As Proud as Ponte—Showcase Champions 2019
Norman Gundill took the plaudits and gave the first interview when Pontefract Racecourse was crowned RCA Showcase champion for 2019, but the man who has been the driving force behind the Yorkshire track since becoming Managing Director in 1975 was only too happy to hand the credit to his in-house team of Chief Operating Officer Richard Hammill, Caroline Street, Nicola Cawood and Carol Nickels.
Looking back on the November night at Hamilton Park when Pontefract lifted the ultimate prize, Gundill says: “It was unbelievable. It wasn’t just the winning, it was the reception we got and the way that people seemed to be so pleased for us.
“It’s a great accolade for a small racecourse that operates with a small staff and on a limited budget. I was very humbled, not for myself but for Richard and the team. I’m not a marketing man and I’ve let him get on with that side of things, so the Showcase award is a wonderful tribute to what he’s achieved.”
Hammill too retains a sense of amazement. “It still feels surreal, because we never really considered it was something we could achieve,” he says. “I keep thinking someone is going to turn up and say, ‘OK, you’ve had it for a couple of months, now’s the time to take it away.’
Pontefract’s overall success was preceded by victory in the Events category, built on entering the Guinness Book of World Records for assembling the most number of people into the shape of a whippet at the course’s Flat Cap and Whippet family day.
Hammill explains the background: “We’re always looking for different things to do, and initially I came up with the idea of trying to break the world record for the number of people wearing flat caps. Guinness said we would need over 10,000 to qualify, and although we thought we might just about get that many for the total crowd, we couldn’t guarantee they would all be wearing flat caps. So instead, we came up with the idea of forming the shape of a whippet.
“Flat caps didn’t feature at all initially, but Guinness has strict rules about setting world records and everyone had to have matching tops and headgear, so the flat caps came back in and we did special tee shirts as a memento.”
More than 500 people were needed to set the record, and with the help of pre-meeting advertising, the final tally of 763 comfortably established a new mark.
Hammill recalls: “We found that people were booking purely to be part of the world record, and on the day, when we held the event at 1pm, racegoers were queuing to get into the area we’d set aside, looping all round the bookmakers in front of the stands, using both entrances in the paddock and the picnic area.
“We’re a very close-knit team here and all but one lady from the office, who had to take care of the phones, was out lending a hand. Even Mrs Gundill and her friend got involved handing out tee shirts.
“The fact it was a full team effort was one of the things that made it so worthwhile. We’d all had such input and ownership over the event, and there was no way it wasn’t going to succeed. We were going to set the world record come hell or high water, and we did.”
Hammill has other developments on his mind, especially after being invited to present Pontefract’s vision at a seminar organised by Horse Racing Ireland in Kilkenny in January.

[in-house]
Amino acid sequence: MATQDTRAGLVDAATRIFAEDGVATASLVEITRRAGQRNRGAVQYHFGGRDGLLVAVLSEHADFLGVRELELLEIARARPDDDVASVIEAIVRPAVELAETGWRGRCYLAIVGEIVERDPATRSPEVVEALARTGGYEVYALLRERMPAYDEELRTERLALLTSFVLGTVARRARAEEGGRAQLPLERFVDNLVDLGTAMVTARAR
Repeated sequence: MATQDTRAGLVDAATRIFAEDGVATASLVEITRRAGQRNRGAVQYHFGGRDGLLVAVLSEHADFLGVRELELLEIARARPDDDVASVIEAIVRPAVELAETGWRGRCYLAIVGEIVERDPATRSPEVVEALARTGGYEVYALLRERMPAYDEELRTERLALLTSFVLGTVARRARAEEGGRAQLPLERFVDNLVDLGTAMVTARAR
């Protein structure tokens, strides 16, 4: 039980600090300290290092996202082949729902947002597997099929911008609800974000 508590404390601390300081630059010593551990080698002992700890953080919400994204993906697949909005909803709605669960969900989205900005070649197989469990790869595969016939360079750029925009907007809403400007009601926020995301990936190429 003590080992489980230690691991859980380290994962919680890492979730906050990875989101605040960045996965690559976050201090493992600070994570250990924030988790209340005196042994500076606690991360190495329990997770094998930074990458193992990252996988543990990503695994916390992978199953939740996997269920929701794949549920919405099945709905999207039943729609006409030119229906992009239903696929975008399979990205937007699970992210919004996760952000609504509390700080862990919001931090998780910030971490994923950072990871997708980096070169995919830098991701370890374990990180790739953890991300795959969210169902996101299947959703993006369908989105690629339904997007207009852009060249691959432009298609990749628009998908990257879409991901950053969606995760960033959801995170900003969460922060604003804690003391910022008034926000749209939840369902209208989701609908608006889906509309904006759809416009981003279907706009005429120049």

“It was quite daunting,” he says. “I wasn’t only representing Pontefract but also the RCA and its champions award. I’m relatively new to speaking at events such as this, and certainly not going solo for 45 minutes to an hour. I did a practice and it only took about 35 minutes, but once I got started, they couldn’t shut me up. I suppose I’ve learned from the master, Mr Gundill.
This year, the close-knit Pontefract team will welcome a new member to their ranks with the arrival of Leeds University graduate Amber Hunt.
Hammill explains: “Mr Gundill is slowly trying to come in on fewer days, and there is a succession plan in place, but we can’t get there while I’m doing all the marketing. Amber has no background in racing, which we thought would be a benefit. We want her to bring in fresh ideas from outside, which we can use or adapt for racing.”
Hunt will eventually look at ways of expanding Pontefract’s non-raceday business, Hammill adds, saying: “At the moment we’re like a shop that only opens 16 days a year, yet we’ve got fantastic facilities, we’re in an amazing location for transport and views, plenty of parking, but the stands sit empty for most of the year. So non-raceday functions is an area we want to focus on, without taking away from the racing operation.”
Hammill is beginning to appreciate that with success comes scrutiny, which will intensify when Pontefract opens its gates for the first time in 2020 on 7th April.
“One of the things that didn’t really dawn on us immediately was the pressure that comes with winning Showcase,” he says. “While we ordinarily have ideas, a marketing plan and improvements we want to make year on year, we now have a lot of eyes on us, watching these improvements, and we have to uphold our end of the bargain by continuing to push forward and do exciting things.
“The top line and the bottom line is that we want to improve. We have probably punched above our weight and we’ll keep on punching. We are the champion racecourse, but there’s still a lot we want to do.”
Visit Pontefract Racecourse’s page to find out more about the course and their 2020 fixture list.
With thanks to the RCA for copy and picture.